"The politicians care more about their parties and getting reelected than they do the very real problem," Sen. Tom Coburn, R-OK, said Sunday on C-SPAN's "Newsmakers" program. "[The super committee] was Washington's answer to kicking the can down the road."
According to the law passed as part of the debt ceiling deal over the summer, failure of the super committee to come up with a debt reduction plan is supposed to result in $1.2 trillion in automatic cuts, known as "sequestration."
Half of those cuts, $600 billion, are to come from defense spending, with the other half coming from such areas as education, the environment, transportation, housing assistance and veterans' healthcare.
But just because that's what the law says doesn't mean it will happen. Congress, don't forget, can undo any laws it creates. Ideological opposites Sen. John McCain, R-AZ, and Rep. Maxine Waters, D-CA, among others, are already working on this.
It's just more evidence of a disingenuous Congress.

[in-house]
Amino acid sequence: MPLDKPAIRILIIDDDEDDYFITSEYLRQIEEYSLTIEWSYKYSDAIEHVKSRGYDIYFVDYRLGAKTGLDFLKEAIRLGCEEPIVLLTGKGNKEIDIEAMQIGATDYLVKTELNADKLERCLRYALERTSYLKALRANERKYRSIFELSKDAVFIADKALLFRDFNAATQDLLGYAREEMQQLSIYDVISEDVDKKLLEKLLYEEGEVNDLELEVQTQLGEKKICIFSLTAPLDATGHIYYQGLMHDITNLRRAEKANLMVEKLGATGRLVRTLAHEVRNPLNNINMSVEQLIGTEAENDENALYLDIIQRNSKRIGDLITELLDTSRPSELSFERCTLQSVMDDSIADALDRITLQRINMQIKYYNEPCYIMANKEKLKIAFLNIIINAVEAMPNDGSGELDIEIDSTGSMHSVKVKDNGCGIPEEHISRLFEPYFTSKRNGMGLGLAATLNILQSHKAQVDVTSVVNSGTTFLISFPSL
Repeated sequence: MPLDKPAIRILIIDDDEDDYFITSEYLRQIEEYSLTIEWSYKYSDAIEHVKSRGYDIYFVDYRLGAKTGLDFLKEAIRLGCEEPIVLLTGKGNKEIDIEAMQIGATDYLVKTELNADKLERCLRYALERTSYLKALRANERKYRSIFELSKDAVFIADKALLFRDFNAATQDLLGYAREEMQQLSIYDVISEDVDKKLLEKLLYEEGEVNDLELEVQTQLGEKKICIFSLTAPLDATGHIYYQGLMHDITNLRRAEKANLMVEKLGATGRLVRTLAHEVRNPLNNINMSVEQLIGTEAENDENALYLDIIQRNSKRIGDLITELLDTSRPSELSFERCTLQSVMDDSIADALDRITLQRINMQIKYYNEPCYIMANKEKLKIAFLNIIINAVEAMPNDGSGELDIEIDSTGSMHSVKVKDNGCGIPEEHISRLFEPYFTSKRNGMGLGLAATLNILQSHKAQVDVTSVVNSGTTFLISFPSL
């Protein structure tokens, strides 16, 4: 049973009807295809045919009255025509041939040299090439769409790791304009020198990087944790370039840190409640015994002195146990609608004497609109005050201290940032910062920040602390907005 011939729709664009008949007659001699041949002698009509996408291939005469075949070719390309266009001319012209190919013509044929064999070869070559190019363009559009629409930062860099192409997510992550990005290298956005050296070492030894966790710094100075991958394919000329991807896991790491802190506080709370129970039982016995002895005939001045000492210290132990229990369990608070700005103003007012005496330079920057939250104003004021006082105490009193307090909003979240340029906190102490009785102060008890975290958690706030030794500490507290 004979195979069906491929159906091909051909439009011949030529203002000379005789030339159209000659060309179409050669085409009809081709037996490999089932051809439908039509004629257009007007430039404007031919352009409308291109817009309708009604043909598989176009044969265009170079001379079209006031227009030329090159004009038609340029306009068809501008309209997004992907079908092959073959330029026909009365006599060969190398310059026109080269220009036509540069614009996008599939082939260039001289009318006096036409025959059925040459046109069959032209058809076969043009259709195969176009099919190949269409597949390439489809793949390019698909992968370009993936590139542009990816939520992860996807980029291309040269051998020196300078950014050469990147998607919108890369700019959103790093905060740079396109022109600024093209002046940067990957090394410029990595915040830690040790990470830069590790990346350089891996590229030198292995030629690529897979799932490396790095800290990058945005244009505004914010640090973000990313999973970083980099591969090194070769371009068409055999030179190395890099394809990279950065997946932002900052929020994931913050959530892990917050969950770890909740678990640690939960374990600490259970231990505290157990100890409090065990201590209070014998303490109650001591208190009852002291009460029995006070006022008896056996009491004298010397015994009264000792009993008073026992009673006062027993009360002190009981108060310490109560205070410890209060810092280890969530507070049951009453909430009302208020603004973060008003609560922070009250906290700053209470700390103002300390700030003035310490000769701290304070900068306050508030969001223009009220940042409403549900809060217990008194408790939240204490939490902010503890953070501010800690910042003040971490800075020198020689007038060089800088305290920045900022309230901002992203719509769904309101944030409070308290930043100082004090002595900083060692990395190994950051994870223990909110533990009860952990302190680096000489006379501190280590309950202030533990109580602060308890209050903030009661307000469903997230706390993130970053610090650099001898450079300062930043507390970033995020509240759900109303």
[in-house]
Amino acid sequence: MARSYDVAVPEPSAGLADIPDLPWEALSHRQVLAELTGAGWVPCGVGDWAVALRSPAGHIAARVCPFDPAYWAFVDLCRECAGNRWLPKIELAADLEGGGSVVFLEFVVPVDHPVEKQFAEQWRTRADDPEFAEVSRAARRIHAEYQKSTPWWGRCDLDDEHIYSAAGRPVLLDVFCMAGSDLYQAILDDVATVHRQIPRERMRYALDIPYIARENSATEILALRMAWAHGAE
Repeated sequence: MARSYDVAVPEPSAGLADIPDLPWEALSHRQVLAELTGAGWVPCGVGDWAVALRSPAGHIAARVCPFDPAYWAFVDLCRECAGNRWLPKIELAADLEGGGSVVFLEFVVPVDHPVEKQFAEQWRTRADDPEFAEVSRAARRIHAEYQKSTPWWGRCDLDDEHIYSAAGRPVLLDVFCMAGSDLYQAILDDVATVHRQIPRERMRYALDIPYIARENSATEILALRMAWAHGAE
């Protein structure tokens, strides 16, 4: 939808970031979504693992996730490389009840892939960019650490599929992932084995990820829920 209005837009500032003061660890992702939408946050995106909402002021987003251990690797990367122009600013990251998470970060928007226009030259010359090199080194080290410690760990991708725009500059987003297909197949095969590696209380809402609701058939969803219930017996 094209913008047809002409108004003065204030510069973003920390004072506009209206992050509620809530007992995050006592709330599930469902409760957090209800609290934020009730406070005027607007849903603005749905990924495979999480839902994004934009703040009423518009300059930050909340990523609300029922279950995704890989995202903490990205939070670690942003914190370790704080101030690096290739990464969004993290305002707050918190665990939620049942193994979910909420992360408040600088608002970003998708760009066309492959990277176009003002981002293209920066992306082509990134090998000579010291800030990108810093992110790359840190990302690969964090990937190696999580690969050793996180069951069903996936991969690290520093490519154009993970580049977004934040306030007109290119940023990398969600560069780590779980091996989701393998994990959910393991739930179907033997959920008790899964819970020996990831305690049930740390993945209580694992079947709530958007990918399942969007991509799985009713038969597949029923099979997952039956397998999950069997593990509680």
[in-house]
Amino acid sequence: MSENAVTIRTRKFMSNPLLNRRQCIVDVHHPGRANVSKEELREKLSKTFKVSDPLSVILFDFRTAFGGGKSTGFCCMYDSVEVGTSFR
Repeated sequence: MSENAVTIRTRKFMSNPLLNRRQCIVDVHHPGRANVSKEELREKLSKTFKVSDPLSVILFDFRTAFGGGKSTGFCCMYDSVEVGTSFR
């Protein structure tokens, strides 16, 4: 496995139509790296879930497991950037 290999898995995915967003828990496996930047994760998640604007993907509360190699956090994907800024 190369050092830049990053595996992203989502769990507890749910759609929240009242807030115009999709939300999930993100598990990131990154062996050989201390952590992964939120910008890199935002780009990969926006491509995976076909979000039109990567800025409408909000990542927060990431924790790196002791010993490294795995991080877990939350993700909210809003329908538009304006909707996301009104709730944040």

Pointing FingersInstead of developing a deficit reduction solution, lawmakers have tried to convince the American people that the super committee's failure is the other party's fault.
Democrats had called for a "balanced" approach of some higher taxes, mostly on the wealthy, and spending cuts. Republicans eschewed any increase in taxes, preferring instead to reach debt reduction goals entirely through spending cuts.
"The wealthiest of Americans, those who earn more than $1 million every year, have to share, too. And that line in the sand, we haven't seen any Republicans willing to cross yet," super committee co-chair Sen. Patty Murray, D-WA, said on CNN's"State of the Union."
"I don't understand the economics that says that if we raise taxes on my employer, or my boss, somehow they're going to go out and hire my unemployed brother-in-law," Rep. Jeb Hensarling, R-TX, another committee co-chair, countered on "Fox News Sunday."
Why so much rhetoric and no action?
The main reason is that the automatic cuts don't kick in until January 2013 - after the key 2012 elections. Both sides hope to pin the blame on the other side to secure election victories next November that will empower them to solve the debt problem their way.